Loving Our Interfaith Neighbors

 A Study-Action Resource for Wisconsin wccinterfaithstudyguidecoverCongregations


The Wisconsin Council of Churches is pleased to share with you this groundbreaking resource for Wisconsin congregations, “Loving our Interfaith Neighbors: A Study-Action Guide.” We pray that it will be an instrument of healing and hope for you and your congregation.

On the 10th anniversary of September 11th, the WCC and the Islamic Society of Milwaukee co-hosted a remarkable day of dialogue as a powerful witness to the importance of interfaith understanding and cooperation in the aftermath of the terrible tragedy that occurred a decade earlier. On this anniversary, over 250 Christians and Muslims shared in life-giving conversation as they focused on getting to know one another. From the energy of that event grew the idea for this educational resource to help local congregations build relationships with their interfaith neighbors across the state.

According to a recent national poll conducted by the Pew Research Center, only 52 percent of Americans know a Muslim and far fewer can claim any as friends. Since most Muslim communities are in urban areas, many of us who live in small towns and rural communities simply haven’t had the opportunity to build these kinds of interfaith relationships.

And because so many of us don’t really know our interfaith neighbors, it is then no surprise that unfair and inaccurate stereotypes take root, fueled by our divisive politics and the secular media. The Islamic faith, as a primary example, gets painted—unfairly and inaccurately—with the broad brush-strokes of terrorism.

A prior byproduct of the 10th anniversary event in Milwaukee was the WCC’s superb ecumenical statement, composed by our Unity and Relationships Commission, detailing the “why” and “how” of interfaith relationships for Christians, which was adopted by our Board of Directors in 2014 and serves as the theological companion to this study guide. You can download a copy of “Loving Our Neighbor: A Statement of the Wisconsin Council of Church on Interfaith Relations” from the WCC Policy Statement page – www.wichurches.org/advocacy/wcc-policy-statements/.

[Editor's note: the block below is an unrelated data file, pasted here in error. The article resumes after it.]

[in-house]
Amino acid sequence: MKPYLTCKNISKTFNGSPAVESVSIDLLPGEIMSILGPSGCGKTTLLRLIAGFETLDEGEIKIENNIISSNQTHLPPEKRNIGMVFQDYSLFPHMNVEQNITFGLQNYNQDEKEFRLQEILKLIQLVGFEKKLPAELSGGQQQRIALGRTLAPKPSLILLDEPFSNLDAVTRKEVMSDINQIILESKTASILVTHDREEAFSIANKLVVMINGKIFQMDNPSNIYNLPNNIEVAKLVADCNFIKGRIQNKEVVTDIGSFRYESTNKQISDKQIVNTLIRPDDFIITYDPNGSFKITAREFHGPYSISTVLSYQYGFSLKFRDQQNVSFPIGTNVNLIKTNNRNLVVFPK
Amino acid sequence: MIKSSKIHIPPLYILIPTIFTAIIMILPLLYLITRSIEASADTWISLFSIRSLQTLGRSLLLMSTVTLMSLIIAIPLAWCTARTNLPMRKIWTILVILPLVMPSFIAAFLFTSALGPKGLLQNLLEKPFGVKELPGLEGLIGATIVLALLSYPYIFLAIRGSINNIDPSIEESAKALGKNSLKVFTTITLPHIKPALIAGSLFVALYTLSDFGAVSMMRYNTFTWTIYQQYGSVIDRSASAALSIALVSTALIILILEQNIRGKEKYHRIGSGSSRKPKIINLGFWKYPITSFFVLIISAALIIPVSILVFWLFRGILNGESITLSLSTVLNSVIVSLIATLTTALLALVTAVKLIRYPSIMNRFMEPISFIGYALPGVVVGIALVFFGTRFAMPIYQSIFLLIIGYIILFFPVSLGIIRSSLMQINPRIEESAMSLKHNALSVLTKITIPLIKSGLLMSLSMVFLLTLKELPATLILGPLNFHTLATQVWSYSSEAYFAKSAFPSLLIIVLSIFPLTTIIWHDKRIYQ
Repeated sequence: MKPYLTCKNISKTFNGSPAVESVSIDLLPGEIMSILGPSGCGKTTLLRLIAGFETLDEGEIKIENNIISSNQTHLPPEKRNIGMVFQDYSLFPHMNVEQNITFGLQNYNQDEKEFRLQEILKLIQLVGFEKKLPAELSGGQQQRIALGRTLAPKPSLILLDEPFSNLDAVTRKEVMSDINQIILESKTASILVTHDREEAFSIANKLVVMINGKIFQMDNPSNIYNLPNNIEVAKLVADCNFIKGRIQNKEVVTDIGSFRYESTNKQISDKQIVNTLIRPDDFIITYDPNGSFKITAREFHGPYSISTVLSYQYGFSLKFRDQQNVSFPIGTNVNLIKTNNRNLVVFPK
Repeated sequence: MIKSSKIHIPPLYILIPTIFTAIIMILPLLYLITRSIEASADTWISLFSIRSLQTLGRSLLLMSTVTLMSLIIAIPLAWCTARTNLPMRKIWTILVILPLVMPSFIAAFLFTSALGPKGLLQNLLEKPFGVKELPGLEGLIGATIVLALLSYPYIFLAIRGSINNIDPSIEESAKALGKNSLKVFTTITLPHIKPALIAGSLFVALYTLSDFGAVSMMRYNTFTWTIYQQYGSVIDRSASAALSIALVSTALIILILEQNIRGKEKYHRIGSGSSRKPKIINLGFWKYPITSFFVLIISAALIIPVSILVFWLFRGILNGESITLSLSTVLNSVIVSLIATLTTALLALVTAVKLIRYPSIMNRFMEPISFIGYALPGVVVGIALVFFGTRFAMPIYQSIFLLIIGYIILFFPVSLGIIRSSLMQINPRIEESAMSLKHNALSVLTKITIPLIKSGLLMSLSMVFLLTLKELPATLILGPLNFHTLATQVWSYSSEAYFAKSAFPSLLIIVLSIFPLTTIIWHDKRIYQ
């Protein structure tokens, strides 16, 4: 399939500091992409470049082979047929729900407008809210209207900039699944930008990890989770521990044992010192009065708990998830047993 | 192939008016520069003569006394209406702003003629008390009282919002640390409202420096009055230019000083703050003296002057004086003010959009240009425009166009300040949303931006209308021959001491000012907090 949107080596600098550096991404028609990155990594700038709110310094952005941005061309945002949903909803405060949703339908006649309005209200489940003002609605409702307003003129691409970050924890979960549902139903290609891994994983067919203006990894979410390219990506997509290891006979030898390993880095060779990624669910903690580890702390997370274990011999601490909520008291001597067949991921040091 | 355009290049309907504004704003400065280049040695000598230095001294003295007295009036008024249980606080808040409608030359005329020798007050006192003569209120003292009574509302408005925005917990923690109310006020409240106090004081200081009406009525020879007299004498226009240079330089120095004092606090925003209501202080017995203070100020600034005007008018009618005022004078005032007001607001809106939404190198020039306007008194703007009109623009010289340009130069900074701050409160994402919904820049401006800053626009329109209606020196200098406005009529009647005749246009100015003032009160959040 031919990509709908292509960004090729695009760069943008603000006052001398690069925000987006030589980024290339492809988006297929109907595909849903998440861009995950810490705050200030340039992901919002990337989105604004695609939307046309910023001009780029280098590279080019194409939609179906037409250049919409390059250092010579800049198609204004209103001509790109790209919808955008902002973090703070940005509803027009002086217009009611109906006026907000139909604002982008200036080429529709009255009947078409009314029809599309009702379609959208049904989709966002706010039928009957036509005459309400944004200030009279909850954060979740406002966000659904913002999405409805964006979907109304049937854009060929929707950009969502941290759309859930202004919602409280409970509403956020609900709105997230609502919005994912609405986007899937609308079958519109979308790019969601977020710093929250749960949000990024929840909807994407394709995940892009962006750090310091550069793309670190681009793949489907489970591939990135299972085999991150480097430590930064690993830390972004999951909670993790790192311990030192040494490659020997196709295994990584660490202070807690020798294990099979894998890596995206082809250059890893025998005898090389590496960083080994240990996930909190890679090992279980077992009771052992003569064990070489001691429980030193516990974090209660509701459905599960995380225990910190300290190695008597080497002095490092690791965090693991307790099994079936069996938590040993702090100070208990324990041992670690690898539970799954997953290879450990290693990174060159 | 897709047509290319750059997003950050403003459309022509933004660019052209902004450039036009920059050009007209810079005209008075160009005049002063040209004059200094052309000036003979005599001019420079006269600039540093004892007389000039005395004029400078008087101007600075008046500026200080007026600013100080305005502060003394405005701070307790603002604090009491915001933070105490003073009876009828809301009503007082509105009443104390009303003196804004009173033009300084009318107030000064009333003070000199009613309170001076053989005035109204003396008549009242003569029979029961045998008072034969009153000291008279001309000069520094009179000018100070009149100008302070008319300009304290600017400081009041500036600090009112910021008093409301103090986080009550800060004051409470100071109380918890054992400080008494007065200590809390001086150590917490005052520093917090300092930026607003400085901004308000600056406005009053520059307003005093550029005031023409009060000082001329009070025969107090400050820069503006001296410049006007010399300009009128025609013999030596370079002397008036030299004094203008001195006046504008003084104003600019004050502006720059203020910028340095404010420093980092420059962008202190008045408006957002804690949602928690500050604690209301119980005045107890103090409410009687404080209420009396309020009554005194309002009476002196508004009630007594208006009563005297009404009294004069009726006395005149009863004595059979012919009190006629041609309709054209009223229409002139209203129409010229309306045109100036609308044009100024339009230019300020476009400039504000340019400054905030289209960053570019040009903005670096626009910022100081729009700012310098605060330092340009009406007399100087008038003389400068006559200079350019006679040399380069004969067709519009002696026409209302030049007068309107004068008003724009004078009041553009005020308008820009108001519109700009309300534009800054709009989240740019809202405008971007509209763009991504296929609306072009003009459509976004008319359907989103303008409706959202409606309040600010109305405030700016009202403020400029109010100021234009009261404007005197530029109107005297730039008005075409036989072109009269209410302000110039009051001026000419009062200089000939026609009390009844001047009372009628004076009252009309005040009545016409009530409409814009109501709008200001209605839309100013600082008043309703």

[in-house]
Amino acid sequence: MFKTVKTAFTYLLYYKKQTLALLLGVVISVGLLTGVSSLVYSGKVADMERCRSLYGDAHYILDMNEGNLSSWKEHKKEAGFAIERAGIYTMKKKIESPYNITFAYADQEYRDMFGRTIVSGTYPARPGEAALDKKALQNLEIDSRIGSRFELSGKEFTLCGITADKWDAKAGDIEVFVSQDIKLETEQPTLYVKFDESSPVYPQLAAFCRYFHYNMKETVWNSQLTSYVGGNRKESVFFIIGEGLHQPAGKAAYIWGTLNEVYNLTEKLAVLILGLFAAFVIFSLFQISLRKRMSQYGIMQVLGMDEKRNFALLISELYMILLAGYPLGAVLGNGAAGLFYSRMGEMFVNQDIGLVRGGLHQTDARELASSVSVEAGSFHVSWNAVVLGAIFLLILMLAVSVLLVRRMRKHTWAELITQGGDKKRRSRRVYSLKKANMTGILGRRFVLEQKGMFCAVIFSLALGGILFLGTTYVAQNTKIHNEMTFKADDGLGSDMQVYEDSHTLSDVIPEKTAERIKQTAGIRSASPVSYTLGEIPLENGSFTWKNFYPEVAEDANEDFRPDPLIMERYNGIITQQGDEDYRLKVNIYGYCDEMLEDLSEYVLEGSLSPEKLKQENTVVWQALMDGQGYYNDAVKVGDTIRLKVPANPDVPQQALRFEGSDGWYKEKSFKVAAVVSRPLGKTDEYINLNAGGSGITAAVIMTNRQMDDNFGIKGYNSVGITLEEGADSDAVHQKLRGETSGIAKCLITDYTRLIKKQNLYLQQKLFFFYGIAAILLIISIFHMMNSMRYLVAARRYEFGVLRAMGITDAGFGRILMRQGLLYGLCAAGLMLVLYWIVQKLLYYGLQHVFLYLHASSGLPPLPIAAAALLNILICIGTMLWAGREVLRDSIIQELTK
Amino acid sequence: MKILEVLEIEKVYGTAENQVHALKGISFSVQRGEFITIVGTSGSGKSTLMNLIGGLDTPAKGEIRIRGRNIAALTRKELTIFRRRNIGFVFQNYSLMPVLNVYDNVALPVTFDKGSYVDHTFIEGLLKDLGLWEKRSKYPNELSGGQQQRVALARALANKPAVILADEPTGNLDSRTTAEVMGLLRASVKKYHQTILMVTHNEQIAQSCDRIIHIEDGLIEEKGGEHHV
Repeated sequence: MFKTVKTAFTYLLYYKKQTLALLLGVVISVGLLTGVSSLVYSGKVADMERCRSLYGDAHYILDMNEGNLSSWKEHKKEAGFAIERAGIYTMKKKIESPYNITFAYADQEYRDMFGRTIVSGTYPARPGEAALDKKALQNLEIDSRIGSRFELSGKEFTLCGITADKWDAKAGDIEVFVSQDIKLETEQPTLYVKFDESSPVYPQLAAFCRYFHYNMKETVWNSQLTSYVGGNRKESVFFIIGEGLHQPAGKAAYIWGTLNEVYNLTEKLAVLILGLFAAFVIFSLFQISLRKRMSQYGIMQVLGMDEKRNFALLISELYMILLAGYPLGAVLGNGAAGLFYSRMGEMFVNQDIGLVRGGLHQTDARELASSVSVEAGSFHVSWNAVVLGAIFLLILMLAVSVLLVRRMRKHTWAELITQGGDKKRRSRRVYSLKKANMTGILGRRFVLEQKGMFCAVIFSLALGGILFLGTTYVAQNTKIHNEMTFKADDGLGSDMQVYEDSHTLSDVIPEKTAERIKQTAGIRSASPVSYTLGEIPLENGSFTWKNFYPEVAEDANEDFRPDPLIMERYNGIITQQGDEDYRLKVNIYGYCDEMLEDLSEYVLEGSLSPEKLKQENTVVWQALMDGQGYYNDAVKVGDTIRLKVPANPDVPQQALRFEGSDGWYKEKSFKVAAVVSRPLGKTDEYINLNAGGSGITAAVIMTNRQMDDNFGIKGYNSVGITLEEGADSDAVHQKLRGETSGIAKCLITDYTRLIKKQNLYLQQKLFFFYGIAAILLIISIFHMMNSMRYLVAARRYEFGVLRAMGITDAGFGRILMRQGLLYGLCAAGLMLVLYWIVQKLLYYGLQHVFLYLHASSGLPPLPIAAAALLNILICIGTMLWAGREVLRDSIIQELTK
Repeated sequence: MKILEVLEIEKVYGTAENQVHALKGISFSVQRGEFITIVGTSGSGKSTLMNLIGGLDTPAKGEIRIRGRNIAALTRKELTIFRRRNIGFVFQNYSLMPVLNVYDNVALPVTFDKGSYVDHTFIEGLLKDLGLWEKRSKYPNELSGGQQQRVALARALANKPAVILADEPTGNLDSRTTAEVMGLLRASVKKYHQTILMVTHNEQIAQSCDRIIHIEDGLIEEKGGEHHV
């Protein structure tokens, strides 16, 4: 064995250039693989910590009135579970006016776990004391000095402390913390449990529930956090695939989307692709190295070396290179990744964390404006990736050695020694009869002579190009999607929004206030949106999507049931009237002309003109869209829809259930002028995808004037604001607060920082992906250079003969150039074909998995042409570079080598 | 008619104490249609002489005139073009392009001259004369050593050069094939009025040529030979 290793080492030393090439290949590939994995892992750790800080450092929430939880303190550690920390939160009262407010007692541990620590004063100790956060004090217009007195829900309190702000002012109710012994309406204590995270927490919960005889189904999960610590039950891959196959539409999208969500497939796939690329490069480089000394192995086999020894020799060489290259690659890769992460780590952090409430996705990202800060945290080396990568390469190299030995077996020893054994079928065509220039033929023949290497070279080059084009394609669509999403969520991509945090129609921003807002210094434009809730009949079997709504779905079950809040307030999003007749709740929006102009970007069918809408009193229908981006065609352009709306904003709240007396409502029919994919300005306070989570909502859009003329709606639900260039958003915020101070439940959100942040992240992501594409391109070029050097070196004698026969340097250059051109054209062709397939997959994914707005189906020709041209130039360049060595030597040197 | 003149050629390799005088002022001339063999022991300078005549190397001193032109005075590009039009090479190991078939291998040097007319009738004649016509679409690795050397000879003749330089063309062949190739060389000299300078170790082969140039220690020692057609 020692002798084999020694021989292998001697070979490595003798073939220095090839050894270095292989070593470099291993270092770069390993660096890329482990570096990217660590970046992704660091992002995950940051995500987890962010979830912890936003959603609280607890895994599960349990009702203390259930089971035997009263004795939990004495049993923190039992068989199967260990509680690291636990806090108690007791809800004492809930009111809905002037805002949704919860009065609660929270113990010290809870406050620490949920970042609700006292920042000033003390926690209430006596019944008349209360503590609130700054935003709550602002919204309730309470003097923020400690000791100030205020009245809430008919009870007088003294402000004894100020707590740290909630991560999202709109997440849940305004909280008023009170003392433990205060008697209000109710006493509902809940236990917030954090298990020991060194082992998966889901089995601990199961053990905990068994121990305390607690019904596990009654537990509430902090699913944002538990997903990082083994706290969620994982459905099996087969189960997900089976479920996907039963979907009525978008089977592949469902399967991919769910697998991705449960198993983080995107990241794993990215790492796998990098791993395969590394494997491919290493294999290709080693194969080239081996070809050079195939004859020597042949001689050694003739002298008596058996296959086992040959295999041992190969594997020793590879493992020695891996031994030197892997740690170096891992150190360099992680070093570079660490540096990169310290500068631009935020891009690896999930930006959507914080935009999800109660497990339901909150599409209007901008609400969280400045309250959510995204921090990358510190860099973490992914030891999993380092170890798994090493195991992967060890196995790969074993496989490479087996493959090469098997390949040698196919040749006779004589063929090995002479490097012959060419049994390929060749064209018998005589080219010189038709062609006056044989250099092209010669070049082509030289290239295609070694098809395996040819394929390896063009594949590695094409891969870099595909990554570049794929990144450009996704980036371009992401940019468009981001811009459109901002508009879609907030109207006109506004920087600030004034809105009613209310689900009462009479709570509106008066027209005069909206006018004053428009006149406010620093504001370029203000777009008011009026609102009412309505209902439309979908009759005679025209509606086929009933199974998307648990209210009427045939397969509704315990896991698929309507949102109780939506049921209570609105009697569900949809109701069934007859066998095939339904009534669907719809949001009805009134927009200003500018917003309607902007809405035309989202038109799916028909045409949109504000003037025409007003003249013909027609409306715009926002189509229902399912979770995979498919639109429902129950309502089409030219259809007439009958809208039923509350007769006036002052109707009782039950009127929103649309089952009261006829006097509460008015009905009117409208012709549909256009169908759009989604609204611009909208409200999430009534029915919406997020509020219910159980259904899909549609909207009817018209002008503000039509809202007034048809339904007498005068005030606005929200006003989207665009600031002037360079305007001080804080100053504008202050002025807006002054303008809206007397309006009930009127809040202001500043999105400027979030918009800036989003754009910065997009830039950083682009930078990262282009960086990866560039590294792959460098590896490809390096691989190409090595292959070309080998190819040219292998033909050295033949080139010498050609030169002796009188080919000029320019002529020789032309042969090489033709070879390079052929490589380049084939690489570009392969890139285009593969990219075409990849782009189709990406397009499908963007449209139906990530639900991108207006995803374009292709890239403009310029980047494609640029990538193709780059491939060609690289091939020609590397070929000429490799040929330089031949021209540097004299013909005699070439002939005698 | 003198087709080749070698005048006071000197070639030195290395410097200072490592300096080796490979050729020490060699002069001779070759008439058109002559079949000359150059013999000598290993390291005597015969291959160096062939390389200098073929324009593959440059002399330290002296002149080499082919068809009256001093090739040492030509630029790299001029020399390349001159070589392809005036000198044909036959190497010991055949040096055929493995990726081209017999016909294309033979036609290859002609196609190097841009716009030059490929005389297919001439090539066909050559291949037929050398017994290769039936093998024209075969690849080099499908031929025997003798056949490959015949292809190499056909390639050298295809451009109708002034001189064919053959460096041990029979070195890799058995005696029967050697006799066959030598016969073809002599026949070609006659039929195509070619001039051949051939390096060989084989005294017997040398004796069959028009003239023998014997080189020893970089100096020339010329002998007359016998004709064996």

In the “Invitation to Action” at the conclusion of this policy statement, the WCC:

condemns all forms of intolerance which turn religious differences into excuses for defamations, stereotyping, and violence; to defend their victims; to challenge and to rebut statements about other faith groups or individuals that embody religious stereotyping, prejudice and bigotry

The “Loving our Interfaith Neighbors” study-action resource for Wisconsin congregations is written with these goals in mind, but our first step on the journey is to actually get to know those of other faith traditions, which is what this resource will help you do.

As you begin to explore this resource, we hope you will join us in giving thanks for the ecumenical, all-volunteer, writing and editing team that has labored for many months to bring this study-action guide to you.

We are also grateful for the financial support of dozens of individual donors, both large and small, along with several of the member denominations of the WCC, which together have made the production and distribution of “Loving our Interfaith Neighbors” possible at no cost to you and your congregation.

As you and your congregation embark on this journey of “Loving our Interfaith Neighbors,” we pray for God’s richest blessings to be upon you and those of other faiths whom you will encounter. May we all be instruments of God’s grace and healing in the process.

Download a copy of the study guide

Interfaith Study Guide Handouts and Resources

Lesson 1 Resources:
Religious Literacy Quiz (answers for teachers are also provided here): http://www.pewforum.org/quiz/u-s-religious-knowledge/